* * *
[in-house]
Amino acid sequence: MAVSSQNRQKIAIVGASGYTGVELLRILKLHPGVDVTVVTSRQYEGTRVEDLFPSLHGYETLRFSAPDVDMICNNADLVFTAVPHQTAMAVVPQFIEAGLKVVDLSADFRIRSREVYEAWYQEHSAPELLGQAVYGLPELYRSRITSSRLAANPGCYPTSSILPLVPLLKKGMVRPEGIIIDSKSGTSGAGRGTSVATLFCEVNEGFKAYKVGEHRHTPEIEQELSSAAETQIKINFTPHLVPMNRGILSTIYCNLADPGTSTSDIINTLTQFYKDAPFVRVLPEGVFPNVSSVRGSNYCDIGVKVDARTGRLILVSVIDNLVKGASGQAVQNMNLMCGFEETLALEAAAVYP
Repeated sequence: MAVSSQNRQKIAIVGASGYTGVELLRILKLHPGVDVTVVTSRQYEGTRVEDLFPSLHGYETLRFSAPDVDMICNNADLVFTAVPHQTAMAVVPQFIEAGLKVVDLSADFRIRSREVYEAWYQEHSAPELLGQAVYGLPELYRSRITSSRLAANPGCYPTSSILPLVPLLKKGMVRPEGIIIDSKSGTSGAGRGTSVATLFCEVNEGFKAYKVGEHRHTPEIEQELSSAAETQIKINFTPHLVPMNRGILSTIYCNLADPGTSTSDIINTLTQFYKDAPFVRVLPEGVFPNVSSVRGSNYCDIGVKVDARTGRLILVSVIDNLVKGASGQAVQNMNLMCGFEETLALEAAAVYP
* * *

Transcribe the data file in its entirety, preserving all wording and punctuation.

[in-house]
Amino acid sequence: MAVSSQNRQKIAIVGASGYTGVELLRILKLHPGVDVTVVTSRQYEGTRVEDLFPSLHGYETLRFSAPDVDMICNNADLVFTAVPHQTAMAVVPQFIEAGLKVVDLSADFRIRSREVYEAWYQEHSAPELLGQAVYGLPELYRSRITSSRLAANPGCYPTSSILPLVPLLKKGMVRPEGIIIDSKSGTSGAGRGTSVATLFCEVNEGFKAYKVGEHRHTPEIEQELSSAAETQIKINFTPHLVPMNRGILSTIYCNLADPGTSTSDIINTLTQFYKDAPFVRVLPEGVFPNVSSVRGSNYCDIGVKVDARTGRLILVSVIDNLVKGASGQAVQNMNLMCGFEETLALEAAAVYP
Repeated sequence: MAVSSQNRQKIAIVGASGYTGVELLRILKLHPGVDVTVVTSRQYEGTRVEDLFPSLHGYETLRFSAPDVDMICNNADLVFTAVPHQTAMAVVPQFIEAGLKVVDLSADFRIRSREVYEAWYQEHSAPELLGQAVYGLPELYRSRITSSRLAANPGCYPTSSILPLVPLLKKGMVRPEGIIIDSKSGTSGAGRGTSVATLFCEVNEGFKAYKVGEHRHTPEIEQELSSAAETQIKINFTPHLVPMNRGILSTIYCNLADPGTSTSDIINTLTQFYKDAPFVRVLPEGVFPNVSSVRGSNYCDIGVKVDARTGRLILVSVIDNLVKGASGQAVQNMNLMCGFEETLALEAAAVYP